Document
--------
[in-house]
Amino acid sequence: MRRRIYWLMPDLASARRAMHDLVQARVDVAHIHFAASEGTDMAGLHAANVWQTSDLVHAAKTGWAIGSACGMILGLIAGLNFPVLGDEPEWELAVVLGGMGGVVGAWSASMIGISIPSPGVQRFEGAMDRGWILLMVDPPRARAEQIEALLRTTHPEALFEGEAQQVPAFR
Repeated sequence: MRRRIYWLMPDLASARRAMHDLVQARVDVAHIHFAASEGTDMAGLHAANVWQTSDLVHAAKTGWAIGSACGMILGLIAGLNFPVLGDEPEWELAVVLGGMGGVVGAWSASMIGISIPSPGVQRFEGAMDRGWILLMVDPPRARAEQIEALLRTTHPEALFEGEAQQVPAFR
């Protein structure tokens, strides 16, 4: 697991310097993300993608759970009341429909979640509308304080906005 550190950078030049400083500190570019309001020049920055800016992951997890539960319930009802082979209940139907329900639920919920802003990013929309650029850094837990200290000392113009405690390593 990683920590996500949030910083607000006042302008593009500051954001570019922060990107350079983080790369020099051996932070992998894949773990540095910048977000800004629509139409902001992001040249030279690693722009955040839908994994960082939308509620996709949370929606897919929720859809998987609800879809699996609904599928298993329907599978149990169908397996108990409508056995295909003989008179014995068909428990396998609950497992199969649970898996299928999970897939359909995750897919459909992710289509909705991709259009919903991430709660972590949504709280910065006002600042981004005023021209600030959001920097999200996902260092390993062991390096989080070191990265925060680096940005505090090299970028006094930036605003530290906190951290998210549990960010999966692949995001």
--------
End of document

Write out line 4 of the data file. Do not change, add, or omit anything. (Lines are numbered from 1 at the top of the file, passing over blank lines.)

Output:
């Protein structure tokens, strides 16, 4: 697991310097993300993608759970009341429909979640509308304080906005 550190950078030049400083500190570019309001020049920055800016992951997890539960319930009802082979209940139907329900639920919920802003990013929309650029850094837990200290000392113009405690390593 990683920590996500949030910083607000006042302008593009500051954001570019922060990107350079983080790369020099051996932070992998894949773990540095910048977000800004629509139409902001992001040249030279690693722009955040839908994994960082939308509620996709949370929606897919929720859809998987609800879809699996609904599928298993329907599978149990169908397996108990409508056995295909003989008179014995068909428990396998609950497992199969649970898996299928999970897939359909995750897919459909992710289509909705991709259009919903991430709660972590949504709280910065006002600042981004005023021209600030959001920097999200996902260092390993062991390096989080070191990265925060680096940005505090090299970028006094930036605003530290906190951290998210549990960010999966692949995001």